Corporate Social Responsibility in Food Supply Chain

Topics: Agriculture, Sustainable agriculture, Food Pages: 5 (1035 words) Published: October 27, 2012

Government improvements: Humane Slaughter act of 1978 in the USA

the Food and Marketing Institute (FMI) is collaborating with the National Council of Chain Restaurants (NCCR) to implement animal welfare standards to minimize future consumer and NGO concerns (Food Marketing Institute 2005). These individual and industry efforts will set higher levels of responsibility throughout the food supply chain. Animal welfare practices and regulations are somewhat more advanced in Europe than the United States

Company itself (better CSR):

animal welfare improvements will not necessarily increase sales but will reduce the chance of sales loss from consumer concerns. Hughes (1995)

Food companies have pursued lower costs by implementing factory farming. It helped in reducing the costs, but it violated the animal welfare, which is issue of corporate social responsibility. organic farming (general exclusion of synthetic fertilizers, pesticides, and other chemicals) was 31% higher in cost. Bornett et al. (2003)

consumer willingness to pay more for improved animal welfare conditions. Bennett et al. (2002)

Citizens(informal) : their attitudes about animal welfare

although food safety was the primary consumer concern with respect to meat consumption, animal welfare is increasing in significance. Verbeke and Viaene (2000)

consumers perceive higher levels of animal welfare as an indicator of food safety and quality (Harper and Makatouni, 2002; Phan-Huy and Fawaz, 2003).

several barriers to consumer awareness of animal welfare practices: many consumers are not aware of differences in industry approaches to animal welfare including organic and free-range farming (Harper and Makatouni, 2002). Schroder and McEachern (2004); insufficient labeling, lack of high animal welfare standard product availability, and purchasing being out of consumer control due to eating out. Schroder and McEachern (2004)

2) BIOTECHNOLOGY (very bad for CSR!) → As biotechnology applications become more advanced (and possibly more controversial), food industry trepidation and risk may continue to grow.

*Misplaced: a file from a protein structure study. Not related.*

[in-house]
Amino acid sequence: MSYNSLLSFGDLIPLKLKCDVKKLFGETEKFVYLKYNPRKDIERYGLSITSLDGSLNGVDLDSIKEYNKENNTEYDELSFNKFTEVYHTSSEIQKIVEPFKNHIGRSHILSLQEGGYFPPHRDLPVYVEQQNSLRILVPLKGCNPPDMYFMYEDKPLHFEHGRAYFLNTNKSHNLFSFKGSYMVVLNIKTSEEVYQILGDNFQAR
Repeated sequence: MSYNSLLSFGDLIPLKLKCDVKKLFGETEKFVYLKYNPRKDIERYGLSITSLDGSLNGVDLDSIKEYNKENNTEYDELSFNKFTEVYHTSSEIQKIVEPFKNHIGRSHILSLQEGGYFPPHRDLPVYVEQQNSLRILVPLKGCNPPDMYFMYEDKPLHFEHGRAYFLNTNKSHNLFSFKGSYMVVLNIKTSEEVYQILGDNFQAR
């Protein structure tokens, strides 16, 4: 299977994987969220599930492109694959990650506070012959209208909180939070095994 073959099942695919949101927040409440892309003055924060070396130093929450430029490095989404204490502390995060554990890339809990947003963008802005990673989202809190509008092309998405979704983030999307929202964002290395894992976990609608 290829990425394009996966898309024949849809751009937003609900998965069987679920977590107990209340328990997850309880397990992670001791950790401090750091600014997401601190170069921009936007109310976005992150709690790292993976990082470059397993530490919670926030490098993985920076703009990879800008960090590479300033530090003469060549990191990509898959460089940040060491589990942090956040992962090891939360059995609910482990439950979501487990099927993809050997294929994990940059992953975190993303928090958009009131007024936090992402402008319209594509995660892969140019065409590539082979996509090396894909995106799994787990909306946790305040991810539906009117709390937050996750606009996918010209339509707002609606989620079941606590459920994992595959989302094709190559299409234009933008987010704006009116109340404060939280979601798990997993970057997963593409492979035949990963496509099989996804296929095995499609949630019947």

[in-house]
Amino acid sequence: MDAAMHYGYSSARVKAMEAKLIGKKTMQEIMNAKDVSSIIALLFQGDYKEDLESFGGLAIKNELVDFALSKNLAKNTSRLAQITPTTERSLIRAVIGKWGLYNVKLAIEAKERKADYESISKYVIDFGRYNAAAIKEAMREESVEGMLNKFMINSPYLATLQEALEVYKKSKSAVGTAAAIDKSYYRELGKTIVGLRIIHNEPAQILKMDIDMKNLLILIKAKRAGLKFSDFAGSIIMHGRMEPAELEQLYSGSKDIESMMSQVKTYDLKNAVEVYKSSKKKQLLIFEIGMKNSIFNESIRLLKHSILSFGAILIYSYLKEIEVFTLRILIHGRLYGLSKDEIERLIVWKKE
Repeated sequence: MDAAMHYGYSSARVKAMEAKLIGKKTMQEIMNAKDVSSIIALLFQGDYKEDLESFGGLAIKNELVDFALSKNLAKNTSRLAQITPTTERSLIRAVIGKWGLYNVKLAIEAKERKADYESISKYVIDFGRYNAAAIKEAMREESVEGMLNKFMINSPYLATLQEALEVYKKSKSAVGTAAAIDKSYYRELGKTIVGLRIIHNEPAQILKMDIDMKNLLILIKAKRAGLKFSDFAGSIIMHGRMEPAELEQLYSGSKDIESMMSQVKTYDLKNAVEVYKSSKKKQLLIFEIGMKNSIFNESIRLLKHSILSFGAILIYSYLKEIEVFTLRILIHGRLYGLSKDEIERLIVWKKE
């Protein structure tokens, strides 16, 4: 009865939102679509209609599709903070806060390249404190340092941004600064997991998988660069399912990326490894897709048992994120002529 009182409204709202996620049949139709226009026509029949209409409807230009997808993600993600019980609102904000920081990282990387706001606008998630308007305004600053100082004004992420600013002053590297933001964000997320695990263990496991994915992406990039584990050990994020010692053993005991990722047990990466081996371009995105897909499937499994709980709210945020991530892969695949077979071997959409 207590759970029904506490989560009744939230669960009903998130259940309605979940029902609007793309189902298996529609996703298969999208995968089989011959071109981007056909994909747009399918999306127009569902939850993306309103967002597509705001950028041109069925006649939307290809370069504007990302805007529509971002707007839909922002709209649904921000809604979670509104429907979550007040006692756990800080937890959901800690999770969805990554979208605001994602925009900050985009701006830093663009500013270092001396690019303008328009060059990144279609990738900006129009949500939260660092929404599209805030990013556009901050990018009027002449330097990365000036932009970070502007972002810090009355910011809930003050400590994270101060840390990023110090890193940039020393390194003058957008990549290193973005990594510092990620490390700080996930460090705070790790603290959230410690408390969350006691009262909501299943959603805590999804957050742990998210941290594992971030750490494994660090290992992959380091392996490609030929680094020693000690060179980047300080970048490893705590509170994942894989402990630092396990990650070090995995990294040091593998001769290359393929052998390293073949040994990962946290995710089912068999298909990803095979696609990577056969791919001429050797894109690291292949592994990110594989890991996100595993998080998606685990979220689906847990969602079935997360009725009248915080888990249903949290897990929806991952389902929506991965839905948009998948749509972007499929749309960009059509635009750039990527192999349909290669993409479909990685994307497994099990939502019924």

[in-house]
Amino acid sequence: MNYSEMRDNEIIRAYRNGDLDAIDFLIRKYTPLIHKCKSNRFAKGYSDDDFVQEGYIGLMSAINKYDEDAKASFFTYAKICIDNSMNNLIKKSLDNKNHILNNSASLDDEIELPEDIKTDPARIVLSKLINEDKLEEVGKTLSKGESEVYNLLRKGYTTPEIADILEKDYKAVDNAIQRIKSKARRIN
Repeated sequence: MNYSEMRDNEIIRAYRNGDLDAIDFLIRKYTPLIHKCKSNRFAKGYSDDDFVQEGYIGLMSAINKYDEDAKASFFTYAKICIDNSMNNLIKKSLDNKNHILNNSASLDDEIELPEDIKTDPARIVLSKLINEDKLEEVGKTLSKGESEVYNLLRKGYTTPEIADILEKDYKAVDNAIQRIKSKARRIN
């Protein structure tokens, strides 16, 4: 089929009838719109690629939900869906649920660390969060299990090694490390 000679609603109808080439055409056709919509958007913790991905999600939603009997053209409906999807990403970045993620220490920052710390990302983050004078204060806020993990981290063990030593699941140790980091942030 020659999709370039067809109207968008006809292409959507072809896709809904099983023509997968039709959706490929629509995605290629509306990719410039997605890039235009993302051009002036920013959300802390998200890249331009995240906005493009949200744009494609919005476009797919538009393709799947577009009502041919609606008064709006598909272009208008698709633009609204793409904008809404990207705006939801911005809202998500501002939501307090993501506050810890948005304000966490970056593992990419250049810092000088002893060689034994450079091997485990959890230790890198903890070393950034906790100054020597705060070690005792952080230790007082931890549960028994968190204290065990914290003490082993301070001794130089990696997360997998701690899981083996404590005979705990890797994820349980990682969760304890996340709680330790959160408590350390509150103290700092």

Biotechnology offers many substantial food industry benefits including higher yields, lower costs, improved animal health, reduced crop loss, and less need for herbicides and pesticides (Gosling, 1996); enhanced product, shelf life, sensory appeal, and health/wellness attributes (Hossain and Onyango, 2004); allowness for disease testing as well as increase the production of pharmaceuticals derived from plants and animals (Gosling, 1996).

Government improvements

Company itself (better CSR):

Consumer attitudes about food biotechnology and the subsequent threat to protest or boycott industry practices pose a considerable threat to food retailers.


support for the local community (business impacts such as educational support, economic development, job training, employee volunteering, health care, literacy, arts and culture, childcare, and housing) – financial donations

philanthropy not only strengthens employee loyalty but can also provide a source of corporate competitive advantage (Porter and Kramer, 2002; Smith, 1994). - potential influence and look for opportunities to support the community.


The food industry has many impacts on the environment: Problems with manure disposal, soil and water damage, deforestation, and global warming from methane Fox (1997). Food industry retailers must not only be prepared to offer environmentally friendly products to consumers but also demonstrate responsible environmental care practices in their supply chains.

Consumer concerns about food industry impacts on the environment have led the emergence of organic food products, which are generally characterized by use of sustainable farming practices and limited use of chemicals in the farming process (US Department of Agriculture, 2005). – mixing of...
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